Critical on industry. They are as follows:- Threat of

Critical Reflection on Term 1 Strategy Analysis Tools

 

Porter’s Five Forces Model

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The Porter’s five forces model, created by Michael E.
Porter in 1979 was designed to measure and evaluate the competitive intensity and
positioning of a business.

 

The model
defines five forces which can have a negative impact on industry. They are as
follows:-

Threat of
entry – higher level of barriers
to entry an industry result in higher profitability of a business due to fewer
competition in the market.Bargaining power of suppliers – Outlines
that a limited number of suppliers in the market have greater pricing
control then buyers. Bargaining power of buyers – buyers have
the ability to dictate pricing trends or demand higher quality products, which
have got negative impact on profitability of producers hence increase in production
costs. Threat of substitutes – consumers change
preferences due to increase in price of some products by swapping them. 

 

A prime benefit of using Porter’s model is that it assists in
understanding how value is divided between competitors and additionally
includes information about redistribution of profits. The framework takes into
consideration a wide perspective on competition and does not only focus on current
challenging firms. Porter’s Five Forces model draws attention to the external
environment rather than internal focus and provides a context further away an
individual product or variety of products.

 

A disadvantage of the model is the fact that it only considers
situations in which an industry operates in quiet environments and does not
consider disruption within the market. Additionally it focuses mostly on firms
seeking competitive advantage over competitors and eliminates other driving
factors. Consumers like providers are not linked together, often operate
outside of the industry network. Moreover Porter’s model does not broaden its
outlook on resource, which could have an influence on the redesign of an industry.

 

The SWOT Analysis

A further well recognised strategy analysis tool is namely
the SWOT Analysis. The abbreviation SWOT is formed from the initial letters of
words: strengths, weaknesses, opportunities and
threats. Its main function is defined by Bohm (p.1) as ‘The SWOT Analysis
pursues an integrated approach including key company and environmental
variables. The strengths and weaknesses of the company are analysed in order
aid successful progression and growth.

 

Strengths and weaknesses are internal factors
of the company environment. Strength describe all factors which have
significant impact on development of the business to achieve a sustainable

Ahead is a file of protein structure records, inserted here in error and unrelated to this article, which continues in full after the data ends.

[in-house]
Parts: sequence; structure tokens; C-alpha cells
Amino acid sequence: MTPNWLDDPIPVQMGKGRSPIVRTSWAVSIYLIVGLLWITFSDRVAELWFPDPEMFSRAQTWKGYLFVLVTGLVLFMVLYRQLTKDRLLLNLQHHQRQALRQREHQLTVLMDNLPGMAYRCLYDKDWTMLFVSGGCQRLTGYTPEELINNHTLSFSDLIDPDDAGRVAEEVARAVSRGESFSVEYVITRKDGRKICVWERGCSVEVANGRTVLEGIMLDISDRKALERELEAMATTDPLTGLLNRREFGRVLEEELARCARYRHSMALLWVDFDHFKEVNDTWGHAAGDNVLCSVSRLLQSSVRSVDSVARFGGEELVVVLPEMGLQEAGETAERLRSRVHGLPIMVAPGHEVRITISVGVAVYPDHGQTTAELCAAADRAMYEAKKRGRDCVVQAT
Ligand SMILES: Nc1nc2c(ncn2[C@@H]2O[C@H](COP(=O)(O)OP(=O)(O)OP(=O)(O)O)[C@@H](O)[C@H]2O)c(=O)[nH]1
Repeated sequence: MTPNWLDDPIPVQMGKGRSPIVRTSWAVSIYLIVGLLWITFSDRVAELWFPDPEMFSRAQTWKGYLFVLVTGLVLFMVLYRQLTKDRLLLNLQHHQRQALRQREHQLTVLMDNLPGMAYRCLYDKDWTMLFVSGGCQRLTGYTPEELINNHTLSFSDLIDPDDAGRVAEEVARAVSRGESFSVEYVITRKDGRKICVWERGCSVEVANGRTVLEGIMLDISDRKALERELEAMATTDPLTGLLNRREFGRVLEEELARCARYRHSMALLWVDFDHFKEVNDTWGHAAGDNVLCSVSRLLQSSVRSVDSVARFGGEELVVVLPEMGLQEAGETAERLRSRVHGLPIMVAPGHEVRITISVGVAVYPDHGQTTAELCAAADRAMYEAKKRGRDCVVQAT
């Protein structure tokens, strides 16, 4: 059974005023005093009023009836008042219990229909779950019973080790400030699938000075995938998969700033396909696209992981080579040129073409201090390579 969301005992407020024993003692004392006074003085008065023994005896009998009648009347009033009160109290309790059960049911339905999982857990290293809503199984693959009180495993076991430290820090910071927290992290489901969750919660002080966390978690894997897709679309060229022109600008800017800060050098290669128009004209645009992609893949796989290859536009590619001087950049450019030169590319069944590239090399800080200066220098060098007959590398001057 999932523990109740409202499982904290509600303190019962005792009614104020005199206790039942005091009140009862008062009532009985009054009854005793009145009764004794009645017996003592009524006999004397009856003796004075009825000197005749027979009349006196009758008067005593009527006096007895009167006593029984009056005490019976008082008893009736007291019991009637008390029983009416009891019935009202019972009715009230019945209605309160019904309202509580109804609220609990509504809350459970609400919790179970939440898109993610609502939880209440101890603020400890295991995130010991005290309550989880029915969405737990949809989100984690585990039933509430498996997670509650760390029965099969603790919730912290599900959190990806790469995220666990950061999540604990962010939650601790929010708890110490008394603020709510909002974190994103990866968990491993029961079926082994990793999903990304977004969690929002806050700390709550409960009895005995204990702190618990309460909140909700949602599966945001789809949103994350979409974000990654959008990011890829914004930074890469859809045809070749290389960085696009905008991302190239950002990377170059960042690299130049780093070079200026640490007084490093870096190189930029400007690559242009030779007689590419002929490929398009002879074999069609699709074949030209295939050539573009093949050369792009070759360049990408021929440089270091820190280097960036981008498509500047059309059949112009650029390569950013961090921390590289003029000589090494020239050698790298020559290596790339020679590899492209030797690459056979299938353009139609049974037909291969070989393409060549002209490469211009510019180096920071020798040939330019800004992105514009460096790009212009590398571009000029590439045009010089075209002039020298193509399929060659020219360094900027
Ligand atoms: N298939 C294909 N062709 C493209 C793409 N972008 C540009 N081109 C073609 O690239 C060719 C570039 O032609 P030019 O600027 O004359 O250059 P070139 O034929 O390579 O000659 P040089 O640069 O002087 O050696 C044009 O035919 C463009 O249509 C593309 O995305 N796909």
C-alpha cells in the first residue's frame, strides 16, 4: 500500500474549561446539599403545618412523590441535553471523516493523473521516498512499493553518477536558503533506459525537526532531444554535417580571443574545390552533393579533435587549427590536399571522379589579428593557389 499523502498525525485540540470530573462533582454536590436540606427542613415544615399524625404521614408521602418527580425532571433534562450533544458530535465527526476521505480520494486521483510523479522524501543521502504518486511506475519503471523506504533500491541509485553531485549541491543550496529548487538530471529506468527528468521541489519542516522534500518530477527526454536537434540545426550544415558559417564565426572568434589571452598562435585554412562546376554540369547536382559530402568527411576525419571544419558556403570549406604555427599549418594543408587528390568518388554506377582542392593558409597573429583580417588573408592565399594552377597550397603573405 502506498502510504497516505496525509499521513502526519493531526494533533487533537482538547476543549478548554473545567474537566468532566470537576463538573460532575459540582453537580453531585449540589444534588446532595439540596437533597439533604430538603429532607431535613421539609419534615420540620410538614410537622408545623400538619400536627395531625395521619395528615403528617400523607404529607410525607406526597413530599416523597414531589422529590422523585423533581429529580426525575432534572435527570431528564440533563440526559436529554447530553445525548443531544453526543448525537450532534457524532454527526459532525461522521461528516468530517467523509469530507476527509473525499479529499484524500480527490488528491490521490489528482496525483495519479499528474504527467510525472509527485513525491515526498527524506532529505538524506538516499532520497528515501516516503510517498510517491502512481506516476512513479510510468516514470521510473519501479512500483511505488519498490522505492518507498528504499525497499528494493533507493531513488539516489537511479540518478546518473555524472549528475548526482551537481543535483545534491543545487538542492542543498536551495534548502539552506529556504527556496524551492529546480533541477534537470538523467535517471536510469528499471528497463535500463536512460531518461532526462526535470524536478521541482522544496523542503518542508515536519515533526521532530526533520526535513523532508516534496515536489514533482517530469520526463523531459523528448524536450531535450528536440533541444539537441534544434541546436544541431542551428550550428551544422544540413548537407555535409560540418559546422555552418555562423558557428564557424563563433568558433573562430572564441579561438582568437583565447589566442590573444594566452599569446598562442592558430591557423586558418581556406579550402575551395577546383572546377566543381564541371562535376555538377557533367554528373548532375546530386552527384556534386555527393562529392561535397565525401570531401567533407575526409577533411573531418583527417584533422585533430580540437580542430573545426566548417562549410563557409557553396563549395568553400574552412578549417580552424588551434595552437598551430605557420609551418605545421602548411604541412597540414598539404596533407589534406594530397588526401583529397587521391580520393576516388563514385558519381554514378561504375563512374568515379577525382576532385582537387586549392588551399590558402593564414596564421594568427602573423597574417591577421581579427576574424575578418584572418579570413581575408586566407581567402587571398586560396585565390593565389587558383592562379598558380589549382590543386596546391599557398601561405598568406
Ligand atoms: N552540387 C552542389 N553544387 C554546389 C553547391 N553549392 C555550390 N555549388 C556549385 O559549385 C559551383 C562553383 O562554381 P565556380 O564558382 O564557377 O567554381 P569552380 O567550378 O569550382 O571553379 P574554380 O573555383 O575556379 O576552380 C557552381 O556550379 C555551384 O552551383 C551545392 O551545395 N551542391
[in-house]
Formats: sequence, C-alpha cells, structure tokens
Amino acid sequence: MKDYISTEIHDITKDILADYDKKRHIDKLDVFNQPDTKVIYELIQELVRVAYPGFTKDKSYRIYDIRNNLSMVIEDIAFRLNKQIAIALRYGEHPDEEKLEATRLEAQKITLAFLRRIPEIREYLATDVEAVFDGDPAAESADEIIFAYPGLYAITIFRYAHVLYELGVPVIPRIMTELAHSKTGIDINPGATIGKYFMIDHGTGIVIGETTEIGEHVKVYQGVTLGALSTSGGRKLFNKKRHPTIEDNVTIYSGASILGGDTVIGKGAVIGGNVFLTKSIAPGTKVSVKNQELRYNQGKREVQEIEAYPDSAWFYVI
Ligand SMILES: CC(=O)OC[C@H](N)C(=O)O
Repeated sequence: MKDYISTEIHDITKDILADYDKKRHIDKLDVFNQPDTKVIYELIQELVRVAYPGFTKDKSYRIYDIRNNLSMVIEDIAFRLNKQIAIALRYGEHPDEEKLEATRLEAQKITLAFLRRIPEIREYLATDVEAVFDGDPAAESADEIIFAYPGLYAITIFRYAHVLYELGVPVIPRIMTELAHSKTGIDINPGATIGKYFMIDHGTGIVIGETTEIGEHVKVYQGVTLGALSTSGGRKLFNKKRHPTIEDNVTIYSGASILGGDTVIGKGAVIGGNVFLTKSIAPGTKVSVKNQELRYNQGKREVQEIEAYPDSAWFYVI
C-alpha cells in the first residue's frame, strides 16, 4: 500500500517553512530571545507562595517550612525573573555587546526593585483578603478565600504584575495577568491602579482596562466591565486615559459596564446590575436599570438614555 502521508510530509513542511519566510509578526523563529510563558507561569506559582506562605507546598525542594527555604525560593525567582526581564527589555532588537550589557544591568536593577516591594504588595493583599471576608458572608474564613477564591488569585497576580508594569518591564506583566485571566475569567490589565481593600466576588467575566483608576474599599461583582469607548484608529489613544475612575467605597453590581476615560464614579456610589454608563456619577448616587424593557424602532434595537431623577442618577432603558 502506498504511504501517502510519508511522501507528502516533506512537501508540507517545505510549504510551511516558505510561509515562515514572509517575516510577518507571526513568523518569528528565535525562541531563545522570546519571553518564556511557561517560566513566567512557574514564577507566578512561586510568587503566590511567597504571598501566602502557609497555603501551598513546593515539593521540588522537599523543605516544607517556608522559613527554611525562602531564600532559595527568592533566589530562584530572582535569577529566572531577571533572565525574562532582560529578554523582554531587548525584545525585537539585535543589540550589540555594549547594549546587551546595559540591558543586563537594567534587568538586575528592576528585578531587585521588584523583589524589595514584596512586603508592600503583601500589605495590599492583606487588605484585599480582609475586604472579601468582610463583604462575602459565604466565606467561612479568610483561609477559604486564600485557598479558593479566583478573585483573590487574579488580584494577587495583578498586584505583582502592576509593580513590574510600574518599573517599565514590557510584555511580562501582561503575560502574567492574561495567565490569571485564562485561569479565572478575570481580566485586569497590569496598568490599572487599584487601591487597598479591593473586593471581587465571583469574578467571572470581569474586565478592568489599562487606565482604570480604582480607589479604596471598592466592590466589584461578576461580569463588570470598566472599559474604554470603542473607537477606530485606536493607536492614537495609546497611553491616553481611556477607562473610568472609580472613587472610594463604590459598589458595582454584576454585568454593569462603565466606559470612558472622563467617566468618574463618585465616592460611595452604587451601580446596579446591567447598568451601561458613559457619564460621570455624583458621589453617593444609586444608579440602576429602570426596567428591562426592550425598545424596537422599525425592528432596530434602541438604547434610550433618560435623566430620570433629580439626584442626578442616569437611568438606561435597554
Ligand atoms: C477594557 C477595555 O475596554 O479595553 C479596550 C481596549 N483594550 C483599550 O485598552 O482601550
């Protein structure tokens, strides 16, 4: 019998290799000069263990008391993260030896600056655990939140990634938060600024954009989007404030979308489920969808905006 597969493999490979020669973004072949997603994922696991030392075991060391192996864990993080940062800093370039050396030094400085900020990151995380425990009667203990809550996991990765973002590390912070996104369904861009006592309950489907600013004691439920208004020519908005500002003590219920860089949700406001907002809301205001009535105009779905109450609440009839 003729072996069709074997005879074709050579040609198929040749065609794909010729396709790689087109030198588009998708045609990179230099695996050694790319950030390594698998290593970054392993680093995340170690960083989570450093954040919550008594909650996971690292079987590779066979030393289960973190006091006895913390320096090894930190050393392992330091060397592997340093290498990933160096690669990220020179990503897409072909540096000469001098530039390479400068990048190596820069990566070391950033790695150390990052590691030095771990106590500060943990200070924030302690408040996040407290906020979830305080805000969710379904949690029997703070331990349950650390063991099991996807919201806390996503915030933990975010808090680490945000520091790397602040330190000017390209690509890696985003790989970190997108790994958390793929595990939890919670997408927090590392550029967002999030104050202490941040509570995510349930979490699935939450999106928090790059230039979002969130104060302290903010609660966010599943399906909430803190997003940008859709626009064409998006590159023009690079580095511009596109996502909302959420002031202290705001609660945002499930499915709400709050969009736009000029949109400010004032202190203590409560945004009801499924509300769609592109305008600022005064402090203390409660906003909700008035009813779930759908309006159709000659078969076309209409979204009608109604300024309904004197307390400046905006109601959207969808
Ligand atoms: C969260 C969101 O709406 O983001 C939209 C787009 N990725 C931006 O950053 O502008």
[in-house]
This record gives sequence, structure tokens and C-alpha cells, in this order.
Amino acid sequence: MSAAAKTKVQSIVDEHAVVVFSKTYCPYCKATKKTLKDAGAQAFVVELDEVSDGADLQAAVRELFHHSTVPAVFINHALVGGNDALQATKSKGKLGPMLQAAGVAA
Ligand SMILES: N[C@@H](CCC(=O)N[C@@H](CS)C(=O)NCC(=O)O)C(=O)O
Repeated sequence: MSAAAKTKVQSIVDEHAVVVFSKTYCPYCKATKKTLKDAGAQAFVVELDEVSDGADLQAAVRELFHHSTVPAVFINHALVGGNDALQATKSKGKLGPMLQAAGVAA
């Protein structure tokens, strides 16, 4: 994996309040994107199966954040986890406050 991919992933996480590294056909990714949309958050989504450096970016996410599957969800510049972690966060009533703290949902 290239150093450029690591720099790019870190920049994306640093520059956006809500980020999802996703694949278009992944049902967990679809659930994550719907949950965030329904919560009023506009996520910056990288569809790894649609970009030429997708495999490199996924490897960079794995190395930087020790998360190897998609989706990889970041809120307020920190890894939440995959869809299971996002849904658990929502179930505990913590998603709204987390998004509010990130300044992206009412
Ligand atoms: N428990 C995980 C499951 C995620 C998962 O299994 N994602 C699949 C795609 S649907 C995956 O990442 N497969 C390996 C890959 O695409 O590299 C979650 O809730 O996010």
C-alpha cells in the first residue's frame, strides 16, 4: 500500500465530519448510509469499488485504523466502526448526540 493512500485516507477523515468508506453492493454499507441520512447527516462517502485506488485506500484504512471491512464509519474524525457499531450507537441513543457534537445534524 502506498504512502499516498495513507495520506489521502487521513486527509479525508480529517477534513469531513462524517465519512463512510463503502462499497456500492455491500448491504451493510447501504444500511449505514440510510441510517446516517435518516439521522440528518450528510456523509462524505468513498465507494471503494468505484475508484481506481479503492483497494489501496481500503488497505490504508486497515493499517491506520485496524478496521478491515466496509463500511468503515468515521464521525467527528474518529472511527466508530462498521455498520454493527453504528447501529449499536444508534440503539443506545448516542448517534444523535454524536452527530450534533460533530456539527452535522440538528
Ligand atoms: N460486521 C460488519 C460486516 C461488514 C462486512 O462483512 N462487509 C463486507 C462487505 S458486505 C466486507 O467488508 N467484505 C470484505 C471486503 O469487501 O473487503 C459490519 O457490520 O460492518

competitive advantage over competitors. Strengths can also include those
factors which have previously aided the progression of the company.  Whereas weaknesses are elements, which can be
used by a rival company.

 

According to the SWOT Analysis, opportunities
and threats are external, out of control factors, which occur “due to the
changes in the macro environment”. Opportunities are elements, which can be
helpful to achieve a business’s objectives. While threats may harm a company in
any possible way.

 

The main advantages of using SWOT Analysis
are:

 

Problem domain – SWOT Analysis can be used by a business organisation,
single person or group of people to support different project objectives. For
example appraise a product or brand, an acquisition or partnership.  Therefore it is flexible and adaptable. Cost efficiency – carrying out a SWOT Analysis does not require
specially trained personnel. A company can choose one of their staff member to
avoid hiring an external specialist.Application neutrality – The main aim of SWOT Analysis is to
find an objective and identify internal and external elements, which can have
positive or negative impact on the realisation of an objective, irrespective of
whether it is used to “support strategic planning or product development
process”. Multi – level analysis – All four elements of SWOT Analysis –
strength, weaknesses, opportunities and threats can be considered independently
or in combination. For instance an identified threat in a business environment
such as a new government rule concerning a product design could influence a business
owner’s decision in regards to introducing a new manufacturing production line
by being cautious about the project.  

Disadvantages of using SWOT
Analysis are:

NO weighting factor – SWOT Analysis does not clearly specify,
which of the four elements have significance in contrast with another factor,
which can have a negative effect on the objective of a business.Subjective analysis – Data used to carry out a SWOT analysis can
be biased because it is collected by individuals participating in a group
discussion to produce ideas. In addition data can become outdated rapidly.Ambiguity – SWOT Analysis allows to recognise factors and
establish which of these four factors have positive or negative impact on the
business strategy. Only one considered issue can be a strength or weakness whether
it is opportunity or threat. However in reality one problem might be considered
as a strength or weakness at the same time.  

Conclusion

In conclusion Porter’s five forces model as
well as SWOT Analysis model are both business strategy tools widely
used by firms to achieve a competitive advantage and execute strategic analysis.
The Porter’s model is often used to evaluate an automotive industry or can be
use in the banking sector. While SWOT Analysis is often
use in retail industry. Both models have strengths and weaknesses, however a
business should consider which tools would be most effective in achieving their
personal objectives.